- Continue along Ferry Road. Reaching the end, carry on past the 'no through road' sign to the quay ahead and onto the Strand.
After Isabella de Fortibus, Countess of Devon, enlarged her fishing weirs across the River Exe in the thirteenth century, Exeter was no longer accessible from the sea and Topsham became the river's chief port instead (see the Countess Wear Walk). By the seventeenth century the booming export trade of serge, wool and cotton from Exeter's mills made Topsham one of England's busiest ports. In 1688 William of Orange and his wife Mary had their baggage, ammunition and stores landed here when they arrived to take up the throne, and Holland became one of the port's chief customers. Dutch ships brought bricks across the Channel as ballast and they were used to build a number of Dutch-style houses along the waterfront.
There are a number of fascinating buildings in this part of the town, as well as the Topsham Museum, housed in one of the elegant seventeenth-century buildings overlooking the estuary. Displays include items from the town's maritime history, its wildlife and local trades, as well the furnished period rooms of the original house and the sail loft with its historical timeline of Topsham.
Continue to the end of The Strand and then along the Goat Walk to Riversmeet House to follow the road around to the left keeping the house on your right and then passing the Bowling Green Marsh Nature Reserve.
Goat Walk was named at a council meeting in 1908, when the path was created. One local man, irritated by a number of fanciful suggestions, burst out 'But it's nowt but a bloody goat walk!' and the name was promptly adopted!
Bowling Green Marsh overlooks the River Clyst, providing safe roosting sites for birds as the rising tide pushes them off the mudflats on the River Exe. It is the main high tide roost for the north of the estuary, and large flocks of birds feed very close to the hide in the reserve. In winter this number includes hundreds of wigeons and black-tailed godwits, and throughout the year many different species of wetland birds acan be seen, such as mute swans, grebes and a wide range of different ducks. Regular guided walks and other events are held at Bowling Green Marsh, and the RSPB also has a shop at Darts Farm, just up the road.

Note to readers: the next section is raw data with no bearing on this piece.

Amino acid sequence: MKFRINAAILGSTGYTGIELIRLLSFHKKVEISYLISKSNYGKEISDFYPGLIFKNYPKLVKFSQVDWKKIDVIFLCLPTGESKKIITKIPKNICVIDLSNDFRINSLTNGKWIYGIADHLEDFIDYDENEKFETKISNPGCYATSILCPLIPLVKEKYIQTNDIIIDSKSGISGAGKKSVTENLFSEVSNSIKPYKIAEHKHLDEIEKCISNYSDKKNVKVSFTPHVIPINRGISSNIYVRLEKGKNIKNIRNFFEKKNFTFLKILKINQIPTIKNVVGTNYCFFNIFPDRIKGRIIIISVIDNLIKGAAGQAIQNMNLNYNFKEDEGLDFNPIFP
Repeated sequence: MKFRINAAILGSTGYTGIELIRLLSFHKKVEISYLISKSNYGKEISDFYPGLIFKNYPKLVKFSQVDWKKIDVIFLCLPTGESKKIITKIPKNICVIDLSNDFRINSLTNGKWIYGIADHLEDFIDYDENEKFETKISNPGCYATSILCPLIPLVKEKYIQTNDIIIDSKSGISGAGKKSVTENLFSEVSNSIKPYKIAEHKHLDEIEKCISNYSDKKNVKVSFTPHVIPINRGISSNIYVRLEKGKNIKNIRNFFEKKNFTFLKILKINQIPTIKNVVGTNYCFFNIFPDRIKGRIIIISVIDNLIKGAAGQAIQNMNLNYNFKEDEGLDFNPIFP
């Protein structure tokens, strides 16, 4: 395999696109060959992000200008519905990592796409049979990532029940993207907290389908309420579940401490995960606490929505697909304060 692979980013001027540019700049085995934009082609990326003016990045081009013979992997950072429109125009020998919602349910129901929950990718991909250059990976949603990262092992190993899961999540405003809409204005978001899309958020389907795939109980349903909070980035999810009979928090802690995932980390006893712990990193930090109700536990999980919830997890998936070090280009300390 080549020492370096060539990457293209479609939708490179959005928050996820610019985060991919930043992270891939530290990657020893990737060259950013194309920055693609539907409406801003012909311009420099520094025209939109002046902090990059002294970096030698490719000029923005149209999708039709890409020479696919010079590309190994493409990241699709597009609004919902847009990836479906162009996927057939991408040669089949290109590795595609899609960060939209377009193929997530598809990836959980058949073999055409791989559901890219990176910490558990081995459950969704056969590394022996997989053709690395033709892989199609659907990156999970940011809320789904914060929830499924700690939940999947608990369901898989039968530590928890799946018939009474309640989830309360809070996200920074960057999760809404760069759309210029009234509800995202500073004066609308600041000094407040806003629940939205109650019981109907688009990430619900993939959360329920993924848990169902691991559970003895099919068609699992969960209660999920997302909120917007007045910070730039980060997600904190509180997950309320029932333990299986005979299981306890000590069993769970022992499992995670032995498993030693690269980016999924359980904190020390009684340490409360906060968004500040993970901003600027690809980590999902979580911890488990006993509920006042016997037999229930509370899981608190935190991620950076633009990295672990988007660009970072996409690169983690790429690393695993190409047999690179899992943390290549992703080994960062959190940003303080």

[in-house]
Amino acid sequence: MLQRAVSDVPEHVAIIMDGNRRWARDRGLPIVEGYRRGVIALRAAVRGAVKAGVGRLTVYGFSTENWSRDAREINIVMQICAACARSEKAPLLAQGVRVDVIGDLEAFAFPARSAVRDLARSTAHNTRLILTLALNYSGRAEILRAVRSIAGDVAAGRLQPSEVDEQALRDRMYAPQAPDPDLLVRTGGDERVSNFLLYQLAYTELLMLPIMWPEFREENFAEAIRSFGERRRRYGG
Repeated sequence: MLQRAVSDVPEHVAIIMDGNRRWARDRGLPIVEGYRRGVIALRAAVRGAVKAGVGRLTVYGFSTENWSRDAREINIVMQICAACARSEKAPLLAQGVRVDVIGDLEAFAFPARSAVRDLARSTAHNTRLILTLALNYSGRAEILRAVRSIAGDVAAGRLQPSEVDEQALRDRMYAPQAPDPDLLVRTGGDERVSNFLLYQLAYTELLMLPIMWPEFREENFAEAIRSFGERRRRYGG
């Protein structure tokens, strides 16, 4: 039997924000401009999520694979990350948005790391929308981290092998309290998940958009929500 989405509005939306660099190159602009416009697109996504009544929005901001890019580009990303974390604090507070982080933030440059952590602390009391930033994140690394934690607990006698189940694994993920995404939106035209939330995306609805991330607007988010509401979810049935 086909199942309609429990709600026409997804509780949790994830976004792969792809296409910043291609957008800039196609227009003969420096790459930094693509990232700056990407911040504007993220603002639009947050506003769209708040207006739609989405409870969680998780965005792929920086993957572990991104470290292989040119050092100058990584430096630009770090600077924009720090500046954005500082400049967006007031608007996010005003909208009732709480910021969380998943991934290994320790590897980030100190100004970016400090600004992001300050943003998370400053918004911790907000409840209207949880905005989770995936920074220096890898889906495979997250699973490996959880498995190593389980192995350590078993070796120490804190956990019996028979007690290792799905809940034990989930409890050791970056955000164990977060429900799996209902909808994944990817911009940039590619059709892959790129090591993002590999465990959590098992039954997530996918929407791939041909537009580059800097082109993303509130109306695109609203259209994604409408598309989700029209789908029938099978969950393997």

From the nature reserve carry on along the road, following Bowling Green Road over the railway bridge and into Elm Grove Road.
The Clyst Bridge, at the bottom of Bridge Hill, was first built in the early seventeenth century, but was destroyed a few years later during the English Civil War when Roundhead chief Sir Thomas Fairfax seized Exeter from the Royalists. It was subsequently rebuilt and widened twice, in the eighteenth and nineteenth centuries.
The Bridge Inn is thought to have been a dwelling at the time of the 1086 Domesday Book, and that the stonemasons who were building Exeter Cathedral in the twelfth century may have stayed here. The main fabric of the present-day inn dates from the sixteenth century, and it has been in the hands of the same family since 1897. In 1998 the Queen visited, and when the pub brewed a special ale in its 111th year ('111'), a case was delivered to Buckingham Palace.
- On the main road turn left to walk back to the roundabout and so return to the station.